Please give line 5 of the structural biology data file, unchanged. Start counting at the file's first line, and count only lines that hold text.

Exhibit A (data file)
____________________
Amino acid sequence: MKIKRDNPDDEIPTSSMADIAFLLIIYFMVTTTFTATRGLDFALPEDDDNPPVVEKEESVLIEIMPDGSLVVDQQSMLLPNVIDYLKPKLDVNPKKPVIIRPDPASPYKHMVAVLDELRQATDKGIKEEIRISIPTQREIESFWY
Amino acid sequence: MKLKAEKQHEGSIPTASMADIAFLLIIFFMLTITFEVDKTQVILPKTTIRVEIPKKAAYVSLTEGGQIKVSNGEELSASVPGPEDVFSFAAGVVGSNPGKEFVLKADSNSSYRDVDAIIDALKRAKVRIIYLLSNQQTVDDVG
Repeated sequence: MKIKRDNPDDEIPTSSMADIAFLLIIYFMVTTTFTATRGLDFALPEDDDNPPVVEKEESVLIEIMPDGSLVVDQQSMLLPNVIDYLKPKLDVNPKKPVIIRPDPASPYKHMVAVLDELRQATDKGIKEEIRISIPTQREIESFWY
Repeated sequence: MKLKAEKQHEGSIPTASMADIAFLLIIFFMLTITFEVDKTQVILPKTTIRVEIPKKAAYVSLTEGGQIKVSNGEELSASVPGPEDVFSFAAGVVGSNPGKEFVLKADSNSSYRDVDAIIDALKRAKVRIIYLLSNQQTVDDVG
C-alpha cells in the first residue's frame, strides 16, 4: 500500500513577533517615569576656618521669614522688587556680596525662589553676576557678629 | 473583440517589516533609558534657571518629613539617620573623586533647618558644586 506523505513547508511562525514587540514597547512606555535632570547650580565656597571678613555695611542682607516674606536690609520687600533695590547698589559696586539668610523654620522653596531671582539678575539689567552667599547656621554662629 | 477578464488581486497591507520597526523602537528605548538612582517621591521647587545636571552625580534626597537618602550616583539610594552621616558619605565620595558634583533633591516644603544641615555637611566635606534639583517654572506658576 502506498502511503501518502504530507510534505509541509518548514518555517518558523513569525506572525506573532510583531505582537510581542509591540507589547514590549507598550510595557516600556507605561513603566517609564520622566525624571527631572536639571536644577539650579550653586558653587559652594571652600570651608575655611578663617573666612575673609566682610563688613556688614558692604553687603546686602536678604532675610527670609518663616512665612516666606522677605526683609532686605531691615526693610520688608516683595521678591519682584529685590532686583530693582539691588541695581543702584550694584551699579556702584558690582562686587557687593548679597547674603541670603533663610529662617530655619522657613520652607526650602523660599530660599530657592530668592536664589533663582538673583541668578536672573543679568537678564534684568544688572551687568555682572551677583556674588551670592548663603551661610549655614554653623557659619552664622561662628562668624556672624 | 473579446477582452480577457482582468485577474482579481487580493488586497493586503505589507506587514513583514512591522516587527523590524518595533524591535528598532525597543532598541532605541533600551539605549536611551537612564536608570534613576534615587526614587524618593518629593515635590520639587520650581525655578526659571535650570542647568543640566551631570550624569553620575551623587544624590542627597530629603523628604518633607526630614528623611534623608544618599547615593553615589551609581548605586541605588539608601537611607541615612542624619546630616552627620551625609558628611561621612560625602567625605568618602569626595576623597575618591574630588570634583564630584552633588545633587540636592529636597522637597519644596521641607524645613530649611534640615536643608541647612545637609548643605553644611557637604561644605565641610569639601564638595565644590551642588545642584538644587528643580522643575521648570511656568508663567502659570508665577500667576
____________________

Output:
C-alpha cells in the first residue's frame, strides 16, 4: 500500500513577533517615569576656618521669614522688587556680596525662589553676576557678629 | 473583440517589516533609558534657571518629613539617620573623586533647618558644586 506523505513547508511562525514587540514597547512606555535632570547650580565656597571678613555695611542682607516674606536690609520687600533695590547698589559696586539668610523654620522653596531671582539678575539689567552667599547656621554662629 | 477578464488581486497591507520597526523602537528605548538612582517621591521647587545636571552625580534626597537618602550616583539610594552621616558619605565620595558634583533633591516644603544641615555637611566635606534639583517654572506658576 502506498502511503501518502504530507510534505509541509518548514518555517518558523513569525506572525506573532510583531505582537510581542509591540507589547514590549507598550510595557516600556507605561513603566517609564520622566525624571527631572536639571536644577539650579550653586558653587559652594571652600570651608575655611578663617573666612575673609566682610563688613556688614558692604553687603546686602536678604532675610527670609518663616512665612516666606522677605526683609532686605531691615526693610520688608516683595521678591519682584529685590532686583530693582539691588541695581543702584550694584551699579556702584558690582562686587557687593548679597547674603541670603533663610529662617530655619522657613520652607526650602523660599530660599530657592530668592536664589533663582538673583541668578536672573543679568537678564534684568544688572551687568555682572551677583556674588551670592548663603551661610549655614554653623557659619552664622561662628562668624556672624 | 473579446477582452480577457482582468485577474482579481487580493488586497493586503505589507506587514513583514512591522516587527523590524518595533524591535528598532525597543532598541532605541533600551539605549536611551537612564536608570534613576534615587526614587524618593518629593515635590520639587520650581525655578526659571535650570542647568543640566551631570550624569553620575551623587544624590542627597530629603523628604518633607526630614528623611534623608544618599547615593553615589551609581548605586541605588539608601537611607541615612542624619546630616552627620551625609558628611561621612560625602567625605568618602569626595576623597575618591574630588570634583564630584552633588545633587540636592529636597522637597519644596521641607524645613530649611534640615536643608541647612545637609548643605553644611557637604561644605565641610569639601564638595565644590551642588545642584538644587528643580522643575521648570511656568508663567502659570508665577500667576